Female Marines Freed from Pull-Up Fitness Requirement

Daniel Greenfield, a Shillman Journalism Fellow at the Freedom Center, is a New York writer focusing on radical Islam. He is completing a book on the international challenges America faces in the 21st century.


marines-12-26-13_wide-654cbcd8e40905e61a5f30508ca496fbe46033f5-s40-c85

Stop by the intersection of political correctness and job requirements. This is where the crash happens. And the same thing is happening in the New York Fire Department.

There are built in physical limitations which are going to limit entry to jobs that have certain physical requirements. But the left mandates target goals which means that the requirements have to get a pass which leads to fatalities when the rubber meets the road.

Starting Jan. 1, every woman in the Marines Corps was supposed to meet a new physical standard by performing three pullups. But that has been put off.

Lance Cpl. Ally Beiswanger explained that the pullup test had been put off until sometime next year, to gather more data and “ensure all female Marines are given the best opportunity to succeed.”

So far, female Marines are not succeeding. Fifty-five percent of female recruits tested at the end of boot camp were doing fewer than three pullups; only 1 percent of male recruits failed the test.

The three pullups is already the minimum required for all male Marines. Now the Marine Corps has postponed the plan, and that’s raising questions about whether women have the physical strength to handle ground combat, which they’ll be allowed to do beginning in 2016.

Marine officers would not talk to NPR on tape. They said they delayed the pullup requirement to avoid losing not only recruits but also current female Marines who can’t pass the test.

The Marine Corps has been using it to test upper body strength for men for more than 40 years. And that upper body strength, they say, is necessary to serve in ground combat: to pull yourself out of a canal in Afghanistan, to climb over a mud wall, to carry an ammunition box.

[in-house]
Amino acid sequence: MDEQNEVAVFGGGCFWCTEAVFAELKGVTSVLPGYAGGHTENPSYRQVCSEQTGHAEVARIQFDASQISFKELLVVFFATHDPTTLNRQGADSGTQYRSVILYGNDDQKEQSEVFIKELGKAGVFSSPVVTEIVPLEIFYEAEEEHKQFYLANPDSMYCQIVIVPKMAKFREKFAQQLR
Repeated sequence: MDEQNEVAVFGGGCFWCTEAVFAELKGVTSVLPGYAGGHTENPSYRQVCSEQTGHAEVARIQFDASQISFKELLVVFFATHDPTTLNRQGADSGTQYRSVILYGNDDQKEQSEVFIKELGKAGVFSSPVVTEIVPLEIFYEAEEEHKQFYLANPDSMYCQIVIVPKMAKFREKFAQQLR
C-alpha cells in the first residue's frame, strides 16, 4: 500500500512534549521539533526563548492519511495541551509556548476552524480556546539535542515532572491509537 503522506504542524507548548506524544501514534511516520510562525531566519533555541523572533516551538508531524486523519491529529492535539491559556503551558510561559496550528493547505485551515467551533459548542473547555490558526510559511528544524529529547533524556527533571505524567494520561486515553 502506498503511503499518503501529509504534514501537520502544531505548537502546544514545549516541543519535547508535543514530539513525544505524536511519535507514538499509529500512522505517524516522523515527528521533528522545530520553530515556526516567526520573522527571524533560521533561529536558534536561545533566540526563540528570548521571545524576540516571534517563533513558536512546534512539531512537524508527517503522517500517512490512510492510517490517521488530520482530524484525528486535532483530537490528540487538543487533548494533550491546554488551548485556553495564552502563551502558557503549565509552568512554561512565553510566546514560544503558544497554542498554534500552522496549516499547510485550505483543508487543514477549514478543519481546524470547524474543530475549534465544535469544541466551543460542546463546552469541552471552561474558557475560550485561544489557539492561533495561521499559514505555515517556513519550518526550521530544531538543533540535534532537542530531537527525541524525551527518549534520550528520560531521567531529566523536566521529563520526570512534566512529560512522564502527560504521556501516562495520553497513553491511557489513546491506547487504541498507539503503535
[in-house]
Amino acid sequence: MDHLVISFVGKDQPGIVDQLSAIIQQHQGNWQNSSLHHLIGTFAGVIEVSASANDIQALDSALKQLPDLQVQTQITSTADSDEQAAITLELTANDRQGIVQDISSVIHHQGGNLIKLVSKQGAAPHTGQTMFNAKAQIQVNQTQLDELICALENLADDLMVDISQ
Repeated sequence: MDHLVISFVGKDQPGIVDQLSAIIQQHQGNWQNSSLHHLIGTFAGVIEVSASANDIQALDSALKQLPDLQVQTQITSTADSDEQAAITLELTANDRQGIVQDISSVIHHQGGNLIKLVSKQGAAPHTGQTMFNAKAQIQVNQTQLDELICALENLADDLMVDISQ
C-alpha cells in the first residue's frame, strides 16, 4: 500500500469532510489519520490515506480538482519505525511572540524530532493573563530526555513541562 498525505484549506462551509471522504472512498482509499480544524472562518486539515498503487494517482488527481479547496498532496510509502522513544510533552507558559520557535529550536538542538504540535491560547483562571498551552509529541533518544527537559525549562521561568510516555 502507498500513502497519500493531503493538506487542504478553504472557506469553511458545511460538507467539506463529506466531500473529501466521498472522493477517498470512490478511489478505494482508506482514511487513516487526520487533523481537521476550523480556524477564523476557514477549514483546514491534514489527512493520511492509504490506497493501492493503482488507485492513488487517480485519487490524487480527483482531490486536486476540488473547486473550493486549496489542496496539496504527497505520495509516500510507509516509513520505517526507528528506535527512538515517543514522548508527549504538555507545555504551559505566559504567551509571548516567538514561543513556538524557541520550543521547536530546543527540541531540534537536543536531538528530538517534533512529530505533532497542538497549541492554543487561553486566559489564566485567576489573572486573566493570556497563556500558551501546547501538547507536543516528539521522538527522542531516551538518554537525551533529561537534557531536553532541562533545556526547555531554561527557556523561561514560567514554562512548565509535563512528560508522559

The NPR piece only interviews male marines. They could have just talked to Captain Katie Petronio; a Marine captain.

As a young lieutenant, I fit the mold of a female who would have had a shot at completing IOC, and I am sure there was a time in my life where I would have volunteered to be an infantryman. I was a star ice hockey player at Bowdoin College, a small elite college in Maine, with a major in government and law. At 5 feet 3 inches I was squatting 200 pounds and benching 145 pounds when I graduated in 2007.

I completed Officer Candidates School (OCS) ranked 4 of 52 candidates, graduated 48 of 261 from TBS, and finished second at MOS school. I also repeatedly scored far above average in all female-based physical fitness tests (for example, earning a 292 out of 300 on the Marine physical fitness test).

Five years later, I am physically not the woman I once was and my views have greatly changed on the possibility of women having successful long careers while serving in the infantry.

By the fifth month into the deployment, I had muscle atrophy in my thighs that was causing me to constantly trip and my legs to buckle with the slightest grade change. My agility during firefights and mobility on and off vehicles and perimeter walls was seriously hindering my response time and overall capability.

It was evident that stress and muscular deterioration was affecting everyone regardless of gender; however, the rate of my deterioration was noticeably faster than that of male Marines and further compounded by gender-specific medical conditions. At the end of the 7-month deployment, and the construction of 18 PBs later, I had lost 17 pounds and was diagnosed with polycystic ovarian syndrome (which personally resulted in infertility, but is not a genetic trend in my family), which was brought on by the chemical and physical changes endured during deployment.

Regardless of my deteriorating physical stature, I was extremely successful during both of my combat tours, serving beside my infantry brethren and gaining the respect of every unit I supported.

Regardless, I can say with 100 percent assurance that despite my accomplishments, there is no way I could endure the physical demands of the infantrymen whom I worked beside as their combat load and constant deployment cycle would leave me facing medical separation long before the option of retirement.

I understand that everyone is affected differently; however, I am confident that should the Marine Corps attempt to fully integrate women into the infantry, we as an institution are going to experience a colossal increase in crippling and career-ending medical conditions for females.

Liberals insist on this ridiculous polar model in which you either support women in combat, regardless of whether it’s a good idea, or you hate women. That’s an ideological model, not a realistic one. The left is guided by ideology. It doesn’t care about real world consequences. It has no idea what to do when confronted with the facts, except to dismiss them and change the reporting or the rules so that their policy advances.